The Diamondbacks agreed to a deal with veteran catcher Chris Iannetta and subsequently designated Graterol for assignment. The 27-year-old catcher has only appeared in nine major league games over his 10-year professional career. He doesn't figure to serve as anything more than organization catching depth wherever he lands.
Prior to being acquired by the Angels in December of 2016, Maldonado acted as the Brewers' back-up catcher for the better part of the past five seasons. Known more for his defensive prowess, the veteran catcher owns a career batting average of .217. He'll likely receive a fair amount of playing time for the Angels in 2017, but doesn't figure to provide much of an offensive impact.
Terms and length of the contract were not immediately reported. He has proven to be a solid defensive catcher over the years, but has been of very little use in fantasy leagues, as he has hovered around the Mendoza Line in each of the past two seasons and offers little power and doesn't even get on base at a solid clip anymore. Look for him to share time with Chris Herrmann behind the dish this year.
The terms of the agreement were not announced. He appears poised to open the year as the Diamondbacks' starting catcher. Despite his impressive play in limited time last season (117 wRC+ in 166 plate appearances), Herrmann does not project to hit enough to be valuable in most one-catcher formats. His 2016 season ended prematurely because of a broken hand, but he is expected to be ready to go for spring training.
Terms of the agreement were not made public. Leon is coming off what may go down as a career year, slashing .310/.369/.476 over 283 plate appearances. However, every projection system forecasts massive regression, and he will have to compete with Christian Vazquez and Blake Swihart for regular duty behind the dish.
Vogt's 2016 season didn't quite meet the standards of his previous two, posting lower numbers in all three slash statistics, but he still managed to make the All-Star Game and cement himself as a leader on the A's. This was the first round of arbitration for the 32-year-old.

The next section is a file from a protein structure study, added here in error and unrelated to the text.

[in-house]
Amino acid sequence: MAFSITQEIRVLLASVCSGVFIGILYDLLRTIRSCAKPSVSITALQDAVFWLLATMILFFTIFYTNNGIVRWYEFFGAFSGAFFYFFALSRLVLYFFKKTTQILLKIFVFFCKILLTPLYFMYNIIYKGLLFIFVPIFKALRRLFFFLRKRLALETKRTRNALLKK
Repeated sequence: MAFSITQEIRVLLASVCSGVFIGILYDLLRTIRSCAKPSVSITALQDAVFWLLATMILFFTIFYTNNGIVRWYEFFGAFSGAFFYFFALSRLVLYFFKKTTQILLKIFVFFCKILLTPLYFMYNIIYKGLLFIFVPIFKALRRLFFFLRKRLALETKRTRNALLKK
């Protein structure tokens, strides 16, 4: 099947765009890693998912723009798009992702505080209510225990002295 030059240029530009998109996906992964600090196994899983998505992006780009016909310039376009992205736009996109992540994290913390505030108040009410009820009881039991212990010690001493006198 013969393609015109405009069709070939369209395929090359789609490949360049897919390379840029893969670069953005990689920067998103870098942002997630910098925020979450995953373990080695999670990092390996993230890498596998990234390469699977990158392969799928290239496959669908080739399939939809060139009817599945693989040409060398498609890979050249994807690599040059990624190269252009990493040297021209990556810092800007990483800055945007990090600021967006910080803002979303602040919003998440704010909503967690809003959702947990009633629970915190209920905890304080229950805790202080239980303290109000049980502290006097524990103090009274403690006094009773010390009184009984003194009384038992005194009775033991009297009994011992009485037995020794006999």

Despite playing hurt for much of the year, Grandal still managed to post a career-high .477 slugging percentage. He hit at an elite level when healthy, slashing .287/.410/.622 in the months of June and July, but the problem with him going forward is that he often isn't healthy. That aside, he remains a power bat with top pitch-framing skills behind the plate, so he'll get a pay raise of almost $3 million in his second round of arbitration.
He struggled in a major way with San Diego in 2016, batting .186/.255/.328 with a strikeout rate north of 30 percent. That said, Norris, who turns 28 next month, still packs a power punch and he figures to serve as the primary option behind the dish in Washington -- that keeps him plenty relevant in two-catcher leagues.
Romine hit .242/.269/.382 in his stint as the Yankees' back-up catcher in 2016, first working behind Brian McCann then Gary Sanchez. This was his first round of arbitration. With Sanchez clearly not going anywhere, he figures to see a similar back-up role in his next season as well.
He is on track to enter the year as the Mets' No. 1 catcher, but on the heels of posting a 74 wRC+ with just four home runs and a .247 average in 276 plate appearances, his draft day price will be as low as ever. While a bounce back of sorts should be expected, d'Arnaud no longer looks like a high-upside option at the position.